Saturday, May 23, 2009

Spinning Yarn

Pastel Rainbow Fairy Handspun Yarn

Cashmere Merino

Junkyard Fairy Yarn

Spindles, spinning wheels, drum carders, hand carders...all of these can be found around our home. Carding fiber batts and then spinning them up is a tactile, artistic experience, and a nice family project, too!

Spinning on our Majacraft Little Gem II

We learned how to spin and card years ago. We started off with a spindle/carding lesson, then Joey and Mommy attended Camp Plucky Fluff to learn more about making novelty yarns. We've done demonstrations and lessons. Mommy attended SOAR a few years back. We love collecting unusual and pretty spindles.
Camp Plucky Fluff Yarn
Some of our batts
One of our spindles

Sometimes, we participate in fiber swaps. We mail in various fibers (wool, alpaca, angelina, eco-spun, cotton, yak, angora, buffalo, tencel, bamboo, silk, soysilk...) to one person who then mixes everything up and sends us back a batch of fiber. The swap participants come from all over the world! Here is a yarn that Joey and Mommy spun up from a fiber swap. We then crocheted it into a funky hat!

Joey and Ricky have been selling their batts and yarns for a few years, now. The money that they earn goes into their college fund. Wilson just started making some batts of his own!

Joey likes to name her yarns after fairies.
Heathered Mist Fairy, Boysenberry Fairy, and Tree Fairy

Ricky names his yarns after the periodic table of elements.

Bromine Yarn, Iridium Yarn, and Neon Yarn

Friday, May 22, 2009

Making Crayon Scribblers

Well, we've seen a lot of other people make "scribblers", so we decided that it was about time to try! The kids found a large box of old crayon pieces and got to work taking the paper labels off. We worked on this a little bit at a time over about 4 days.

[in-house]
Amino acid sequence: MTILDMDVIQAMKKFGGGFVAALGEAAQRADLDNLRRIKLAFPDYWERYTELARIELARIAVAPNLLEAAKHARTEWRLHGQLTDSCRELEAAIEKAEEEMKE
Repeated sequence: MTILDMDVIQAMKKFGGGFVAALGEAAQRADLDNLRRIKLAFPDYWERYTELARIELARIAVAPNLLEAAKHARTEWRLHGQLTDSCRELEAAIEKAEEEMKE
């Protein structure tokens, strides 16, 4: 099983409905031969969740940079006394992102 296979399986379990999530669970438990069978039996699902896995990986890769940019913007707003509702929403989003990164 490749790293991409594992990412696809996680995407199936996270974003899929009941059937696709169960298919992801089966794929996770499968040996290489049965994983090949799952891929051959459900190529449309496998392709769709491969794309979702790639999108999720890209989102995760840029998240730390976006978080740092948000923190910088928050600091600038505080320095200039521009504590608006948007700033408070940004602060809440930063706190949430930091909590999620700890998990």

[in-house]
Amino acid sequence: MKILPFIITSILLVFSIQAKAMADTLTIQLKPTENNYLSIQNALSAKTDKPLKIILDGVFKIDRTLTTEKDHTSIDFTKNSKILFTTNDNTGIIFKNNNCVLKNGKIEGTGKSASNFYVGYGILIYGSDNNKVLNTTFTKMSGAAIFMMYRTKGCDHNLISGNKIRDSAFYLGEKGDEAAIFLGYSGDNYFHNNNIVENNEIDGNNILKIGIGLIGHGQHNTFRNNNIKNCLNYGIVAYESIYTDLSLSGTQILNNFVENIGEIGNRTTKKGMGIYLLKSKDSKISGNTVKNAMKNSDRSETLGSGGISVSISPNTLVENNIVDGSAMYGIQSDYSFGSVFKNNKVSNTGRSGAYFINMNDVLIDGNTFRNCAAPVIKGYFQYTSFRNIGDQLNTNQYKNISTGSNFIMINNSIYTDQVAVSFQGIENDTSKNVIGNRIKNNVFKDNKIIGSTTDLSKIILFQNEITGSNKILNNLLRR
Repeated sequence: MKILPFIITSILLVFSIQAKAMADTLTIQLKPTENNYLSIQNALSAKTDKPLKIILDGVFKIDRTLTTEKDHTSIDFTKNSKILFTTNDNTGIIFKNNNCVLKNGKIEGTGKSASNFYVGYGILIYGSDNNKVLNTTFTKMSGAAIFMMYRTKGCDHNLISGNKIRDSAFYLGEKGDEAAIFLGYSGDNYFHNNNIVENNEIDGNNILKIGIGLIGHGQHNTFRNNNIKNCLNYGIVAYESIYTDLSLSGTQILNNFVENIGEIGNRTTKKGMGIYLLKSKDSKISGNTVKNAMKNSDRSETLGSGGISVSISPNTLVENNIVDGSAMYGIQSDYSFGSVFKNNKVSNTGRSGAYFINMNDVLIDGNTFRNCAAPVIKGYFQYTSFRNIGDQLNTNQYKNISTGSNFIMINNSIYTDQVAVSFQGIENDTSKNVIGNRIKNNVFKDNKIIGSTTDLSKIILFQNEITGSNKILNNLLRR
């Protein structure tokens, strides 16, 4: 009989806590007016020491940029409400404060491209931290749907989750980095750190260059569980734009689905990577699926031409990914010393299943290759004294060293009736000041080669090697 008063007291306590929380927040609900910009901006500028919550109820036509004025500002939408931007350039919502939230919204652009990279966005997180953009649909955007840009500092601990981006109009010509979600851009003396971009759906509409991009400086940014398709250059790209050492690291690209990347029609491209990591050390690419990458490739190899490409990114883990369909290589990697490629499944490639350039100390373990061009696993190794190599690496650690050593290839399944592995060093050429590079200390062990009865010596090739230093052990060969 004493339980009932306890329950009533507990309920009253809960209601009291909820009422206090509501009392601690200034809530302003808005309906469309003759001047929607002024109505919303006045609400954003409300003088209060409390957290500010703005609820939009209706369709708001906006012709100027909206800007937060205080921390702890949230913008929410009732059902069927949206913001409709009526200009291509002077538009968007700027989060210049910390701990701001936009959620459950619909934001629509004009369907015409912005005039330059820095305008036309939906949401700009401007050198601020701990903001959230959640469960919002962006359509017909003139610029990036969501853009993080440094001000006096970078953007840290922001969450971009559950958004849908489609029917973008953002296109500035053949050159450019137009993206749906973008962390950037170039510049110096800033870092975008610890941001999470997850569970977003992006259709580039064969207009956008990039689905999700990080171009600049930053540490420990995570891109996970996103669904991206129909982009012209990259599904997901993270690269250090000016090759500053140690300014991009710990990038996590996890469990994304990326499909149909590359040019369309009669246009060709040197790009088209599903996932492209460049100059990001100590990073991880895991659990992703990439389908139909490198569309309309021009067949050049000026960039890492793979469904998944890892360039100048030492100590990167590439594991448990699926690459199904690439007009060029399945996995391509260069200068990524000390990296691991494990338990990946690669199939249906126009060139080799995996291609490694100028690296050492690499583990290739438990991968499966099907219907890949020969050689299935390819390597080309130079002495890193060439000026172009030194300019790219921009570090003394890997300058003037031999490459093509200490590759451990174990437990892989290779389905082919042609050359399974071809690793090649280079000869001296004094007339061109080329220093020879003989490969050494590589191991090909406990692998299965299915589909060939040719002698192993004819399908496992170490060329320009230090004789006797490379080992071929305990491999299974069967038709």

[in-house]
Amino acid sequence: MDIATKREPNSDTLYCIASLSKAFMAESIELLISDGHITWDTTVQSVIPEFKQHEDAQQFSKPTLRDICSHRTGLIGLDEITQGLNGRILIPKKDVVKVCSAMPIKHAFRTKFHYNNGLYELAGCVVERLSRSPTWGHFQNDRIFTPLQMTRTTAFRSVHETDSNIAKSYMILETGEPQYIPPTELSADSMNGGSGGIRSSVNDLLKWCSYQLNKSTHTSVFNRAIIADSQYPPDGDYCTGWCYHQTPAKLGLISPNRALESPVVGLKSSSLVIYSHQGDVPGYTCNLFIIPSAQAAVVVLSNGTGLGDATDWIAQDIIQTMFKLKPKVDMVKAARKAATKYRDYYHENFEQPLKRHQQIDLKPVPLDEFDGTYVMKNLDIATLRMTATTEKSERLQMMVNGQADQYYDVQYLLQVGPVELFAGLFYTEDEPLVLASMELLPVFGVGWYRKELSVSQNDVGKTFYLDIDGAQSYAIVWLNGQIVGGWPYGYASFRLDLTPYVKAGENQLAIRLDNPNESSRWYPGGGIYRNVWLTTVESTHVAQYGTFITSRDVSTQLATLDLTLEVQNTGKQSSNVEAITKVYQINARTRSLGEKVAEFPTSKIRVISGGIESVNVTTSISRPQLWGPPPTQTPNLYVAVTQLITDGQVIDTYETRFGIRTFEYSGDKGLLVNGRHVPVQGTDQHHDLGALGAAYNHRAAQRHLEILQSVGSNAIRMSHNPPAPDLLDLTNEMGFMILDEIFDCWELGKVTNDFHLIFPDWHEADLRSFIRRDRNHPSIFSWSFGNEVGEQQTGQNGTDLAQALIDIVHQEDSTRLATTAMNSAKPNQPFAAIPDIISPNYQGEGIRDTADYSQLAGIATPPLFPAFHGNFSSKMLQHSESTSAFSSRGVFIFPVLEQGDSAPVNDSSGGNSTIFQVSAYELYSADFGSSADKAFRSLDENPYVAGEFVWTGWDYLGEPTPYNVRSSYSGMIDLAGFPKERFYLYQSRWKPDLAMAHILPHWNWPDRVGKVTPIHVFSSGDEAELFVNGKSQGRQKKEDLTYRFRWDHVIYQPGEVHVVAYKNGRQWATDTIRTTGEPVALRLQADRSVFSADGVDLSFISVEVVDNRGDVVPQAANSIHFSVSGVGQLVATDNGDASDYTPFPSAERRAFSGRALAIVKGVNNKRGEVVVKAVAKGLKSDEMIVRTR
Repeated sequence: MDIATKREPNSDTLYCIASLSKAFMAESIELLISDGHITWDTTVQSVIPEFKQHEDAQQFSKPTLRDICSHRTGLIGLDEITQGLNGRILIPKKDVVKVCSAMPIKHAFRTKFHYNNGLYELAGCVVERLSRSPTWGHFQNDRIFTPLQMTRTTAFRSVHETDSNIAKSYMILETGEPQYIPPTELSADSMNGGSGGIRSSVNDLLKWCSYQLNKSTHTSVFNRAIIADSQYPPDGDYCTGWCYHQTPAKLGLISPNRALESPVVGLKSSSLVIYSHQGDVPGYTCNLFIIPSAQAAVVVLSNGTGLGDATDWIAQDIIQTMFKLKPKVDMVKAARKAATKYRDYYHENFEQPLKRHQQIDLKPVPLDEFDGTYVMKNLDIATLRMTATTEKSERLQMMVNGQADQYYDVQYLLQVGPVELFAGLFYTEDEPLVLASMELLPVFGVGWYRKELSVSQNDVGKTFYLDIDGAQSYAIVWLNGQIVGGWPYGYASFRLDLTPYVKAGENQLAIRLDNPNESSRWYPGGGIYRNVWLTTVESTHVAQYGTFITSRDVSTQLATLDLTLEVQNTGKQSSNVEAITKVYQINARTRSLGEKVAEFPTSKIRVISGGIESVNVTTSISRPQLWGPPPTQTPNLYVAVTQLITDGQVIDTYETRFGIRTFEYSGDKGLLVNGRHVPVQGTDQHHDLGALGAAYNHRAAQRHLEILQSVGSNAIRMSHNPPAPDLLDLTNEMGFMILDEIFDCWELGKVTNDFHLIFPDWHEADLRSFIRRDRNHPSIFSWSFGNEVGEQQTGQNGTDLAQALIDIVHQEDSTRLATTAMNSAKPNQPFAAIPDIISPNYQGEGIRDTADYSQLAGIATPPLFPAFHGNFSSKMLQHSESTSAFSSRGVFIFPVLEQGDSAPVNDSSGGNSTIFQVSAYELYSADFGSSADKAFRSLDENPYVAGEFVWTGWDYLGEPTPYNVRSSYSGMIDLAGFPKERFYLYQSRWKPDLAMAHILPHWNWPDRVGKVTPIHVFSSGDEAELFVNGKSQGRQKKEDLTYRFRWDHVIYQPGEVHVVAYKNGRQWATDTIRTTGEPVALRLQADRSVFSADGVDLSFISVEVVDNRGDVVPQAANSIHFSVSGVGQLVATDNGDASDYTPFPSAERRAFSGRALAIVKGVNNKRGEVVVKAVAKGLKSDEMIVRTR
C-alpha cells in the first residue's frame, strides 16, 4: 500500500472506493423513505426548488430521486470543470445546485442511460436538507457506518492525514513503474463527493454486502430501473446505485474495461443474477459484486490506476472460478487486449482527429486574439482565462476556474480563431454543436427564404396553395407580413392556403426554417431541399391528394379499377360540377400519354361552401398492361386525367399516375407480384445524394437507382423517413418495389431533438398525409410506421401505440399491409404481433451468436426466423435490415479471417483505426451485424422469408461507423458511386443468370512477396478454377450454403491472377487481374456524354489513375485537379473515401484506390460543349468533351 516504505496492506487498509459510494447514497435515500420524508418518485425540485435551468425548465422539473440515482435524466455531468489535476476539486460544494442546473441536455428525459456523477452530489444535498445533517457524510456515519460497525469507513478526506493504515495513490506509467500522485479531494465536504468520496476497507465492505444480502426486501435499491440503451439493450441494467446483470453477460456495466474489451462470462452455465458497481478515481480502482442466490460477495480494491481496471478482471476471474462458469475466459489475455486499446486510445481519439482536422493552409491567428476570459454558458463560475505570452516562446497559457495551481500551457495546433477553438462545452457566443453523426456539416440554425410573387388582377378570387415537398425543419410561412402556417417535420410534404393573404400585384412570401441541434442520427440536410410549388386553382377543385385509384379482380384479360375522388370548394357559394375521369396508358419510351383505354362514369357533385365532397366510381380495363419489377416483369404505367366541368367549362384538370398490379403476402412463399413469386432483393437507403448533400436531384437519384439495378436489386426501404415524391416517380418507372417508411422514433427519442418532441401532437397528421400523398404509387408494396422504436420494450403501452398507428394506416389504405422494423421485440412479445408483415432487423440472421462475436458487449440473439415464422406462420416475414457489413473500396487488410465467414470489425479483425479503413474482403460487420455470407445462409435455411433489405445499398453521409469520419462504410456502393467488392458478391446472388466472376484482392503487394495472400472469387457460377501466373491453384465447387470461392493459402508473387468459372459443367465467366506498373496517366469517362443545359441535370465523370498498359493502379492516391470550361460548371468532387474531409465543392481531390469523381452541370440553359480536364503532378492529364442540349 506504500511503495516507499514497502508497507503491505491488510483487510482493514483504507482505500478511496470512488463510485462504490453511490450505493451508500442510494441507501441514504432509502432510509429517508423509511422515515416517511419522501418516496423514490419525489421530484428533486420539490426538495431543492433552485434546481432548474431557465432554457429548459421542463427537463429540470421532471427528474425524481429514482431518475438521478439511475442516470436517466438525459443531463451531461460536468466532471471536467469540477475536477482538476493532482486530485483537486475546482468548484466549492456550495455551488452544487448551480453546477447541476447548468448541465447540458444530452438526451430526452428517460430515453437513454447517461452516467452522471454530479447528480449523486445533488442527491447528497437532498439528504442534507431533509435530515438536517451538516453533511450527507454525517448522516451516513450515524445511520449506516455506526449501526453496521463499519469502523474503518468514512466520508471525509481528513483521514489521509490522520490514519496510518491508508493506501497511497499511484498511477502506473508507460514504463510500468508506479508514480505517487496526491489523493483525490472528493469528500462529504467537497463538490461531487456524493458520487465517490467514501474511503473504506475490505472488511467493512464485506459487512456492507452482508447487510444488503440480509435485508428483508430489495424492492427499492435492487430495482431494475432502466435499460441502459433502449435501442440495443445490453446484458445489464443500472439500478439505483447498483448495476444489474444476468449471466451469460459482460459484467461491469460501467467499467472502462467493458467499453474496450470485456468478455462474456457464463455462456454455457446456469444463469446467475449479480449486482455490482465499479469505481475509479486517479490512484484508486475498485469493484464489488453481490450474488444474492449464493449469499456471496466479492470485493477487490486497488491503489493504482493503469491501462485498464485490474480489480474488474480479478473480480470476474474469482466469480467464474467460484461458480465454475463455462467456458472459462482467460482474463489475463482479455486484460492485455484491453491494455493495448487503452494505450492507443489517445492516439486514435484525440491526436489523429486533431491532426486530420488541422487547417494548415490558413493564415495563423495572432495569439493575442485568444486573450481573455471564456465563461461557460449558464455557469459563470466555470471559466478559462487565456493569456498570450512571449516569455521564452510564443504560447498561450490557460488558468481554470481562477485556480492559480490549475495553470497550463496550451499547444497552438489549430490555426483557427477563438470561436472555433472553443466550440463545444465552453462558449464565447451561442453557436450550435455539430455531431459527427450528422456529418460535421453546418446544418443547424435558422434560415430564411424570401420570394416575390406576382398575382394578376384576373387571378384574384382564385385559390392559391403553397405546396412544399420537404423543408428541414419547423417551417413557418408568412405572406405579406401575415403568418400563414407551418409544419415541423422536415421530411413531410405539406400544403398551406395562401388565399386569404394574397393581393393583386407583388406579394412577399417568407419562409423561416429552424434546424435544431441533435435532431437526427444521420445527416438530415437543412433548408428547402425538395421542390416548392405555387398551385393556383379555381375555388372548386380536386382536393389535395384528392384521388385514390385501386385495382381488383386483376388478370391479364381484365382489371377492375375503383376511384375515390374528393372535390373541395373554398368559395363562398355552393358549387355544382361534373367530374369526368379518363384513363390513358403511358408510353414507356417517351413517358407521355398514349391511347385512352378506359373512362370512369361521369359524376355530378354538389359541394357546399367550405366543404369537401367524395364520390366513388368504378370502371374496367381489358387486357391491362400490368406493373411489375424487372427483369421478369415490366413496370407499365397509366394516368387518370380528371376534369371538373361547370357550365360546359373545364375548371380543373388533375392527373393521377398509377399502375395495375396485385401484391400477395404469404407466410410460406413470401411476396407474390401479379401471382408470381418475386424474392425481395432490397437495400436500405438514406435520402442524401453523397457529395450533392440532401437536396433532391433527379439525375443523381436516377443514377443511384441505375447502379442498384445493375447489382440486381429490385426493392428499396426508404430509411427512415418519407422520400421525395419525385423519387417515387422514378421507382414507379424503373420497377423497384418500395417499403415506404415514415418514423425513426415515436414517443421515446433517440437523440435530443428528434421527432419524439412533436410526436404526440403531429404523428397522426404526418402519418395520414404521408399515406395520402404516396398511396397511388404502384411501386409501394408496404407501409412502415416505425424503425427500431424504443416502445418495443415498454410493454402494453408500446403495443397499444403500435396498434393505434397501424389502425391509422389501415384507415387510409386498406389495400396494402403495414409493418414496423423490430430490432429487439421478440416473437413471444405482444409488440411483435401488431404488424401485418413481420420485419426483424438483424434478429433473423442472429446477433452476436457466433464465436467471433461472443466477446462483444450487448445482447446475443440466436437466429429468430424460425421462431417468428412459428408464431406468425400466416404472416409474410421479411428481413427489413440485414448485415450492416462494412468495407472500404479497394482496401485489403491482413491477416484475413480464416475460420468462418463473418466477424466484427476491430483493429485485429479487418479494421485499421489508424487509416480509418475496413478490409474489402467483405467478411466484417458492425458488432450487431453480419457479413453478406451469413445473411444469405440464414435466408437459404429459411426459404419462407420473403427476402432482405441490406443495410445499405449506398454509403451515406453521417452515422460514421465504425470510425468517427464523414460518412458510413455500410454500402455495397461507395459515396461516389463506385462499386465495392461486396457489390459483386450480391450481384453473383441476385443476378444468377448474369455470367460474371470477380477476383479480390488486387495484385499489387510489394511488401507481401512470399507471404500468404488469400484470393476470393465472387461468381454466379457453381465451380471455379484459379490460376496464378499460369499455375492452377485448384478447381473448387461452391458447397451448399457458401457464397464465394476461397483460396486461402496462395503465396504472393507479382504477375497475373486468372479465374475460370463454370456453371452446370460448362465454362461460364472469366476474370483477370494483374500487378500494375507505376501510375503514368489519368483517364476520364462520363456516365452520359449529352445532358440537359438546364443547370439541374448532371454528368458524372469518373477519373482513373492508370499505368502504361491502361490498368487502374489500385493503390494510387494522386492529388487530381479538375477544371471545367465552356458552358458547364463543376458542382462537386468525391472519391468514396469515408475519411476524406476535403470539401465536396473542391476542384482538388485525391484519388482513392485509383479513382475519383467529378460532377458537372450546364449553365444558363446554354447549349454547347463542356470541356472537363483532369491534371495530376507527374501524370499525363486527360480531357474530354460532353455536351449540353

A muffin tin was placed on the table, and everyone got to create their own color combinations.

We preheated the oven to 300 degrees and watched the crayons melt pretty quickly! Once they looked like they had reached a liquid state, we took the tin out of the oven, let it cool for a few minutes, then placed it in the freezer for 1/2 hour.

Our first batch came out OK...most of them broke. We realized that we might have let them melt too long and freeze too long, so we watched the next batch a little closer.

The second batch came out better and only a couple of the scribblers broke. Our third batch was perfect!

The kids had fun drawing with their scribblers (even the broken pieces!). What a fun way to reuse old crayons and make something that is beautiful and artistic.

Wednesday, May 20, 2009

Lucet - Making a Cord

Children love using the lucet -- it's easy and rhythmic! Similar to spool knitting, the action consists of creating loops from some type of fiber strand (yarn, string, etc.), and lifting loops off. It's a great way to introduce kids to fiber arts before learning how to knit or crochet, and it's also fun to try even if you are an advanced knitter.

Lucet dates back to the Viking era. They were commonly used throughout Europe until the 16th century. Since we've been covering the Middle Ages this year, it was the perfect time to pull out the lucet!

The resulting cord can be used to make jewelry, snakes, bodice lacing, cords for flute cases, purse handles, bookmarkers and more!

Having bobbins for your twine, yarn, cording or string is a nice option, especially if you end up using more than one fiber. Our favorite place to purchase wood lucets and bobbins is Griffin Dyeworks. Wonderful prices, great service, and quality lucets.

Having the lucet out for a couple of months in the "Dell" was a nice way to keep hands occupied or soothed, as needed. Everyone in the family did some lucetting at some point! The resulting cord made a beautiful bookmarker for our Norse mythology book.

A great way to start is by watching some YouTube videos. Here is our favorite tutorial video: